Physical Play Will Suit Dallas Cowboys' Brandon Carr and Morris Claiborne Well

By Jake Carapella
Morris Claiborne Brandon Carr Dallas Cowboys
Matthew Emmons-USA TODAY Sports

With the plan in 2013 for the Dallas Cowboys cornerbacks to play a more in-your-face, physical style, the onus is on starters Brandon Carr and second-year player Morris Claiborne to carry that plan out.

The style will suit them well.

Carr, a six-year veteran who spent his first four NFL seasons with the Kansas City Chiefs before signing a $50 million deal with the Cowboys last offseason, has the physical tools to do so. At 6-foot and 206 pounds, he is bigger than the average cornerback, and has a physical nature to him that definitely helps in playing that style.

Claiborne, who is entering his second season after being drafted by the Cowboys in 2012’s draft, is significantly smaller than Carr on the height front — at 5-foot-11, 190 pounds — but also has the same physical mentality that will enable him to potentially flourish in Monte Kiffin‘s defensive system that emphasizes more cornerback aggressiveness than normal.

For the  the two corners, last season was viewed as a disappointment to some. Their stats — 55 tackles, one forced fumble, one interception for Claiborne, and 53 tackles and three interceptions for Carr — would suggest a successful season, but for a pairing that makes in excess of $50 million, it was thought of as a season that failed to meet expectations.

But with Kiffin’s new Tampa-2 defense, where physical play at the cornerback positions is a necessity, Carr and Claiborne should flourish this upcoming season — both individually and as a tandem. The biggest dose of physicality we saw from them last season was a collective effort in Week 1 against the New York Giants where they kept Giants’ receivers Victor Cruz and Hakeem Nicks — one of the league’s best receiving duos — in check by pressing and getting physical. With the new scheme though, more of that should become the norm, and when you factor in that Carr failed to reach 50 total tackles just once in his six-year career, there is no reason why the duo can’t be a thorn in the side of opposing receivers in 2013.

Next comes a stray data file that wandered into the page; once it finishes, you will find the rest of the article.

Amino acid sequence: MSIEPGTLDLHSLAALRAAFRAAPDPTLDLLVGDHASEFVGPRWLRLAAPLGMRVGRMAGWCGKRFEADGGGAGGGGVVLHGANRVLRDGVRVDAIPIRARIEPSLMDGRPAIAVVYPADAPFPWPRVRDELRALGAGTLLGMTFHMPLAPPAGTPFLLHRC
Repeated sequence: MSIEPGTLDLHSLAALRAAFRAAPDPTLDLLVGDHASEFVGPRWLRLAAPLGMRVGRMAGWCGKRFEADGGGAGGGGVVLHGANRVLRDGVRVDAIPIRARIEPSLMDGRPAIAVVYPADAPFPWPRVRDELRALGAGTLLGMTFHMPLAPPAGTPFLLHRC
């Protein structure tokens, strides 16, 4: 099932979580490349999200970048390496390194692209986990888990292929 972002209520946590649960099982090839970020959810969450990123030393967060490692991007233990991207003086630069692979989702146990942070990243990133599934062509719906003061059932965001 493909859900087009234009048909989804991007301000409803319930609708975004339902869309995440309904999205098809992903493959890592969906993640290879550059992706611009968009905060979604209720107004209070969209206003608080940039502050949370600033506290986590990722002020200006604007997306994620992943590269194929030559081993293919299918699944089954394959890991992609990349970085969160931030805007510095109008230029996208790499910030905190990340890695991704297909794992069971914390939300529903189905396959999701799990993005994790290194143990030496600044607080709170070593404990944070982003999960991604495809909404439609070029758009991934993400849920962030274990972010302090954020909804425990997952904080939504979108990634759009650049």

Last season was their first year together, and naturally, there would be some growing pains associated with that — Claiborne as a rookie, and Carr adapting to a new team and environment.

But in 2013, they’ll have the benefit of a full year together, and the advantage of playing in a new defensive scheme that caters to their skill sets.

It should definitely suit them well.

Jake Carapella is a Dallas Cowboys writer for Follow him on  Twitter @JKCSports1, “Like” him on Facebook or add him to your network on Google.

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